I Am Providence also feels lackadaisically edited. Characters appear, speak random pronouncements from doorways, then disappear. Dates feel squiggly, a character at one point suggests it's 2012, technology often seems stuck in 2008, but the book is set in 2016. Colleen Danzig is shuttled between the Hotel Bierce (a stand in for the Providence Biltmore?) and the police station more times than I care to count (a distance of .7 miles). Providence itself, aside from a late mention of WaterFire, never seems like more than a blank black-box stage for the characters to perform their lines upon, a shame and missed opportunity since architecture and local history figure so prominently in Lovecraft's work. The book is printed on acidic, pulpy paper, in a font large enough to read from across the room, with pages often randomly splashed with a few tentacles from a vector graphic of the cover's octopus. The cover is printed with waxy inks (feels and smells like crayon), is easily marked, and shows every fingerprint.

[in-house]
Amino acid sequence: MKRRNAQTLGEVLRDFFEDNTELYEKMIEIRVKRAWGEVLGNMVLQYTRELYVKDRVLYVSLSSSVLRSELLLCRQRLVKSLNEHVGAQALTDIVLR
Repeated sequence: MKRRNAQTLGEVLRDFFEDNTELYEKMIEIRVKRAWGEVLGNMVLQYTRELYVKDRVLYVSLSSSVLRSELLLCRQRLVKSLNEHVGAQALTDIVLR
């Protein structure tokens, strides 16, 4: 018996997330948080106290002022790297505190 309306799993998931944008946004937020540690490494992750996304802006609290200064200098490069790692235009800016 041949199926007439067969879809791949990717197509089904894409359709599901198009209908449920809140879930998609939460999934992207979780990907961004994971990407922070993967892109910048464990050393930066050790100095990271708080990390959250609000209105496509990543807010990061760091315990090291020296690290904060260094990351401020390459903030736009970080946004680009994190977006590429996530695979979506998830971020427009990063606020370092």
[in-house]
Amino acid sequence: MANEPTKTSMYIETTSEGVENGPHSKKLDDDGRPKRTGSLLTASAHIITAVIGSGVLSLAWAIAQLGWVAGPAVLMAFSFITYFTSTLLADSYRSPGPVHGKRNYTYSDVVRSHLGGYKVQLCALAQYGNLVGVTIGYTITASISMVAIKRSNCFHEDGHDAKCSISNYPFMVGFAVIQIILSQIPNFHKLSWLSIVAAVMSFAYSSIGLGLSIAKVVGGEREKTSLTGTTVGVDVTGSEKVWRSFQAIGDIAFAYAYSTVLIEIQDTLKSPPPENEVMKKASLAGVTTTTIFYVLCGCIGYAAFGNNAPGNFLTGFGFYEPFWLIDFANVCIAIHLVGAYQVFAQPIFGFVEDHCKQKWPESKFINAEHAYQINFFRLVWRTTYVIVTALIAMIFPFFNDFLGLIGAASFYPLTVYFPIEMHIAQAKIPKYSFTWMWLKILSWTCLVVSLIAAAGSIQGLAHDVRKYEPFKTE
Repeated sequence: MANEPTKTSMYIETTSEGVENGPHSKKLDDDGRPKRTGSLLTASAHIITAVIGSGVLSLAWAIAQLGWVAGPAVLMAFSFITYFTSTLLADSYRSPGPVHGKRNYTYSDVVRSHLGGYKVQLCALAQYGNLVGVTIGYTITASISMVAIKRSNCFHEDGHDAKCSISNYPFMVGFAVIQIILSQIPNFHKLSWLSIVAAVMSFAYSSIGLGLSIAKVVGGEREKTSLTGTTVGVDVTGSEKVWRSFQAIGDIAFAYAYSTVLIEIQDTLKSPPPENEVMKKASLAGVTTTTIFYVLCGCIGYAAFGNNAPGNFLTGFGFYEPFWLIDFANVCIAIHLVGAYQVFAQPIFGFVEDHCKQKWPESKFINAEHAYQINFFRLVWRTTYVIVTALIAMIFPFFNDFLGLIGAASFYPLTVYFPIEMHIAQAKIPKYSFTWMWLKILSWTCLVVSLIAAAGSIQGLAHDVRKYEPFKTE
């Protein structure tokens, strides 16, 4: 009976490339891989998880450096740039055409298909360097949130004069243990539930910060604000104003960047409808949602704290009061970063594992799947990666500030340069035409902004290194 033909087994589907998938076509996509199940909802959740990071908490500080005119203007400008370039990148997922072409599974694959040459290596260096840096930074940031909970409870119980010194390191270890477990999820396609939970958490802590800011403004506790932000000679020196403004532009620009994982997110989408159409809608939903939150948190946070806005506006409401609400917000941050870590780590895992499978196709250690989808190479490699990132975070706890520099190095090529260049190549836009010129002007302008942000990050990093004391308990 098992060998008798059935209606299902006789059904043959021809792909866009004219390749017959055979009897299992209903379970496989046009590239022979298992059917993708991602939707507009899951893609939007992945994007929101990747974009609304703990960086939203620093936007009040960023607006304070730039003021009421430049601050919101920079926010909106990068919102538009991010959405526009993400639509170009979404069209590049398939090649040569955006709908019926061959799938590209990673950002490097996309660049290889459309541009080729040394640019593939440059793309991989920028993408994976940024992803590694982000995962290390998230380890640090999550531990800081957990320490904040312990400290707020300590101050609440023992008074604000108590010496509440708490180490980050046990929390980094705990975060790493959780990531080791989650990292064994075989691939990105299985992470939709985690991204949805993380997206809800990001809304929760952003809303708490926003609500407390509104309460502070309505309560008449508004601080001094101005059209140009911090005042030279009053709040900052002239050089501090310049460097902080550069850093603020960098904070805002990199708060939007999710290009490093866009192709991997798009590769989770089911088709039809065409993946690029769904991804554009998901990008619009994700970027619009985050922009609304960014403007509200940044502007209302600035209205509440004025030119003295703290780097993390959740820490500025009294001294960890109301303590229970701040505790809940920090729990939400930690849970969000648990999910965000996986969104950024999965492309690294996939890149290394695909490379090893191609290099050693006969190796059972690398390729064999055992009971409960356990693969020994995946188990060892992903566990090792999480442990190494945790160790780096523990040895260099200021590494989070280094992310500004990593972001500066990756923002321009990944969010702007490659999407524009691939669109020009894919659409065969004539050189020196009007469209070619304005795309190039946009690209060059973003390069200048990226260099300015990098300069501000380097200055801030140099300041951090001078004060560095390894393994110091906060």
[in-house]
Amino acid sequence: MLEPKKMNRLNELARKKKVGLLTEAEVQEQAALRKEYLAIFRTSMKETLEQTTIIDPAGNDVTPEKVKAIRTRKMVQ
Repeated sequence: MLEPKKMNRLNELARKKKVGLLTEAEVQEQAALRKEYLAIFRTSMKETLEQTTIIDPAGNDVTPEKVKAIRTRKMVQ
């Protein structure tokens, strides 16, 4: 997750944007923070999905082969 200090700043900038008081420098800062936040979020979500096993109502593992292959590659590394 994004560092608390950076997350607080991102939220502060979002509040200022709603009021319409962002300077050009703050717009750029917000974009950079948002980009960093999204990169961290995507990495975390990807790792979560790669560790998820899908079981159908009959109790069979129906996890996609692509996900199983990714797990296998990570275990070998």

Verdict: One for the Lovecraftian completist, or for folks who really enjoyed that Bones episode, but I Am Providence would likely have benefited from a bit more time in the oven.
Profile Image for Cobwebby Eldritch Reading Reindeer .
5,126 reviews272 followers
August 2, 2016
Review: I AM PROVIDENCE by Nick Mamatas

Author H. P. Lovecraft' s headstone epitaph reads "I am Providence." Certainly he is that for his subset of fans. Come witness the antics, tragedies, and utter sneakiness and ego-posturing on display throughout the "Summer Tentacular," the annual fan convention held in Providence for writers, readers, fanzine publishers, and dealers in Lovecraft Mythos memorabilia. I learned much about Lovecraft' s fiction and life while following the convolutions of the multiple mysteries.
Profile Image for David.
Author 18 books336 followers
May 7, 2017
Nick Mamatas, if you've read his blog posts and other social media commentary, seems to have a love/hate relationship with Lovecraft and Lovecraft fandom (and fandom in general); an affectionate regard for the old WASPy racist's squamous prose and cyclopean imagination (yes, I know I'm misusing those words) while being fully, critically aware of his faults. And he takes the same attitude towards Lovecraft's fandom, though with perhaps not quite as much affection.